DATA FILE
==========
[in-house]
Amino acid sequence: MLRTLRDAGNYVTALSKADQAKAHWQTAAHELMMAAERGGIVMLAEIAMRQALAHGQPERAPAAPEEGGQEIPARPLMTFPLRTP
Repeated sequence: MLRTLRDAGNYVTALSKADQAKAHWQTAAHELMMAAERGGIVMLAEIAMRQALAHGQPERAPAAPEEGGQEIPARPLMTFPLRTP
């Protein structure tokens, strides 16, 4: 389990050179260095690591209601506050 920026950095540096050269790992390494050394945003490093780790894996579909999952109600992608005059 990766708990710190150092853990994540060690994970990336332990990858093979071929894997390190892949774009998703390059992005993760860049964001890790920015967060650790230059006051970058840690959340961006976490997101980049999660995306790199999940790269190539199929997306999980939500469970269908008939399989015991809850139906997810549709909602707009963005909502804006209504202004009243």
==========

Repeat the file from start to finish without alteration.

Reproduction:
[in-house]
Amino acid sequence: MLRTLRDAGNYVTALSKADQAKAHWQTAAHELMMAAERGGIVMLAEIAMRQALAHGQPERAPAAPEEGGQEIPARPLMTFPLRTP
Repeated sequence: MLRTLRDAGNYVTALSKADQAKAHWQTAAHELMMAAERGGIVMLAEIAMRQALAHGQPERAPAAPEEGGQEIPARPLMTFPLRTP
């Protein structure tokens, strides 16, 4: 389990050179260095690591209601506050 920026950095540096050269790992390494050394945003490093780790894996579909999952109600992608005059 990766708990710190150092853990994540060690994970990336332990990858093979071929894997390190892949774009998703390059992005993760860049964001890790920015967060650790230059006051970058840690959340961006976490997101980049999660995306790199999940790269190539199929997306999980939500469970269908008939399989015991809850139906997810549709909602707009963005909502804006209504202004009243």